Keystone deal could reap other benefits

FROM THE LEFT: CLIMATE CHANGE


I hope the president turns down the Keystone XL oil pipeline. But I don’t think he will. So I hope that Bill McKibben and his 350.org coalition go crazy. I’m talking chain-themselves-to-the-White-House-fence-stop-traffic-at-the-Capitol kind of crazy, because I think if we all make enough noise about this, we might be able to trade a lousy Keystone pipeline for some really good systemic responses to climate change.

Face it: The last four years have been a net setback for the green movement. While President Barack Obama deserves real praise for passing a historic increase in vehicle mileage efficiency and limits on the emissions of new coal-fired power plants, the president also chose to remove the term “climate change” from his public discourse and kept his talented team of environmentalists in a witness-protection program, banning them from the climate debate. This silence coincided with record numbers of extreme weather events — droughts and floods — and with a huge structural change in the energy marketplace.

What was that change? Put simply, all of us who had hoped that scientific research and new technologies would find cheaper ways to provide carbon-free energy at scale — wind, solar, bio, nuclear — to supplant fossil fuels failed to anticipate that new technologies (particularly hydraulic fracturing and horizontal drilling at much greater distances) would produce new, vastly cheaper ways to tap natural gas trapped in shale as well as crude oil previously thought unreachable, making cleaner energy alternatives much less competitive.

It’s great that shale gas is replacing coal as a source of electricity, since it generates less than half the carbon dioxide. As the oil economist Philip Verleger Jr. notes in the latest edition of the journal International Economy, these breakthroughs will also lead to much more oil and gas at lower prices, which will help American consumers, manufacturers and jobs. But, he adds, “it will be harder and harder to push for renewable energy programs as hydrocarbon prices fall,” and “the new technologies that allow us to tap shale oil and shale gas could release vast quantities of methane” if not done properly. Methane released in the atmosphere contributes much more to climate change than CO².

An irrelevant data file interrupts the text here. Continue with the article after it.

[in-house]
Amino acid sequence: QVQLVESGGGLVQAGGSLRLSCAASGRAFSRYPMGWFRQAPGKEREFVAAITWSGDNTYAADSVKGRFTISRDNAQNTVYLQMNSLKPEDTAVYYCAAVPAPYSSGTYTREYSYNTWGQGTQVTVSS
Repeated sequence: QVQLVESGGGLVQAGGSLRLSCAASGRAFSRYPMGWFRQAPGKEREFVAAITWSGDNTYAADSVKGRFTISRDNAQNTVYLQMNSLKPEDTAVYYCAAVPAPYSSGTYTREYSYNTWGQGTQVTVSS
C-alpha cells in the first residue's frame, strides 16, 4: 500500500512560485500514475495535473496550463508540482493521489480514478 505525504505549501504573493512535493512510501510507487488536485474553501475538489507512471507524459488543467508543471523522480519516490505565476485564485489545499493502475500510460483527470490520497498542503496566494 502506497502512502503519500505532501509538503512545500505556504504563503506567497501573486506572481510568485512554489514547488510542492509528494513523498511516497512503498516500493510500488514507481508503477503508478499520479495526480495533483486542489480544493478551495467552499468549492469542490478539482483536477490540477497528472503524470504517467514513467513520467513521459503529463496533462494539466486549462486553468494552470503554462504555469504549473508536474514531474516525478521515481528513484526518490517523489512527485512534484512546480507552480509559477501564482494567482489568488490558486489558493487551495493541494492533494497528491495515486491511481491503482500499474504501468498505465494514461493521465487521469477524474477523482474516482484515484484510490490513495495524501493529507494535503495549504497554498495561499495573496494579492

If Keystone gets approved, environmentalists should have a long shopping list ready, starting with a price signal that discourages the use of carbon-intensive fuels in favor of low-carbon energy. Nothing would do more to clean our air, drive clean-tech innovation, weaken petro-dictators and reduce the deficit than a carbon tax. One prays this will become part of the budget debate.

Also, the president can use his authority under the Clean Air Act to order reductions in CO² emissions from existing coal power plants and refiners by, say, 25 percent. He could then do with the power companies what he did with autos: negotiate with them over the fairest way to achieve that reduction in different parts of the country.

We also need to keep the president’s feet to the fire on the vow in his State of the Union address to foster policies that could “cut in half the energy wasted by our homes and businesses over the next 20 years.” About 30 percent of energy in buildings is wasted.


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